(Not sure if I misunderstood the OP to be suggesting otherwise; maybe he was referencing something else.)

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I can't believe that Hal-LAW-ween article was even published in Canons. Regardless of whether it contains sexist undertones, it's just a bad piece of writing, plain and simple. You'd think they could muster up some slightly higher quality stuff 

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Hah.. exactly. It's so badly written and executed that I'm not surprised it went under fire.

 

Anyways, you could also wear a "no one gets off like Ghomeshi" muscle shirt to the grad gala. It's a quick way to make the dean leave her seat.

 

Rest assured, there were many "town halls" and counseling services offered to the community. Many letters of complaint, and complaints about complaints, etc.

 

Probably on the what not to do list.

Edited by daw33d
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Hah.. exactly. It's so badly written and executed that I'm not surprised it went under fire.

 

Anyways, you could also wear a "no one gets off like Ghomeshi" muscle shirt to the grad gala. It's a quick way to make the dean leave her seat.

 

Rest assured, there were many "town halls" and counseling services offered to the community. Many letters of complaint, and complaints about complaints, etc.

 

Probably on the what not to do list.

 

On the other hand, despite the controversy it managed to not get in a newspaper. So there's some kind of lesson in there.

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On the other hand, despite the controversy it managed to not get in a newspaper. So there's some kind of lesson in there.

Yeah, I'm pretty proud of that. Newspapers are like vultures over this kind of thing. With few good journalists around.. the facts are hardly represented adequately.

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I have been part of a number of trials where very senior journalists sit through the Crown's opening statement and leave before defence says a word, then report the Crown theory as fact.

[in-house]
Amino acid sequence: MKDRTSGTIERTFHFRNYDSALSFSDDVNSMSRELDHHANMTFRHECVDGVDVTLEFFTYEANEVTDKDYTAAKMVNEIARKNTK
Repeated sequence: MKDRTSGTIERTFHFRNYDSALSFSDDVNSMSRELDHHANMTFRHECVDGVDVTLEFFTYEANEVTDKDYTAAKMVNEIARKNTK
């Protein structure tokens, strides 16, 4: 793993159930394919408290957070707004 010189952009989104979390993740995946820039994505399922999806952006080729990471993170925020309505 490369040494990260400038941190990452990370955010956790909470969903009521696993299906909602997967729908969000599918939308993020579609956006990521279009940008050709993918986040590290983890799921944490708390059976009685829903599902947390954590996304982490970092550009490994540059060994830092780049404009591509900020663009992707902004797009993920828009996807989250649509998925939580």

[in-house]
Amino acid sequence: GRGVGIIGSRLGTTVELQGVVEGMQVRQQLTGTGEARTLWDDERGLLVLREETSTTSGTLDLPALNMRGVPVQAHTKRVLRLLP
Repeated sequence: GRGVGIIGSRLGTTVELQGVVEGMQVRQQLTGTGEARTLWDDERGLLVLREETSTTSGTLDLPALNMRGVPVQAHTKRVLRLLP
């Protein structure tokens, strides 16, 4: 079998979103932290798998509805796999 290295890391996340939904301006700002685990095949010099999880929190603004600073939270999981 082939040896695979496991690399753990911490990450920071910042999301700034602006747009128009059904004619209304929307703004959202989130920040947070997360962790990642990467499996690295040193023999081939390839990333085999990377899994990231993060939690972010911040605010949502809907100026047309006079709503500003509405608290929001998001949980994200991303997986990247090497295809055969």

It's infuriating and depressing.

 

I do not have a high opinion of the media generally.

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I have been part of a number of trials where very senior journalists sit through the Crown's opening statement and leave before defence says a word, then report the Crown theory as fact.

 

That's not true... they report the Crown theory as allegations so as not to get sued. They just don't print any allegations that might suggest a different conclusion.

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I thought the blog post criticizing the original story was very well written. It is in the format of a letter and is clearly an opinion article.

 

It's also a comprehensive and respectful piece of writing that attacks the objectionable assumptions underlying the original story without "going after" the author.

 

Not everyone is going to agree with that view, but it's a perfectly legitimate criticism. I would not categorize that blog post as anyone "losing [their] mind"; rather I see it as a future colleague eloquently expressing concern and dismay over a real and ongoing issue in the profession.

 

(Not sure if I misunderstood the OP to be suggesting otherwise; maybe he was referencing something else.)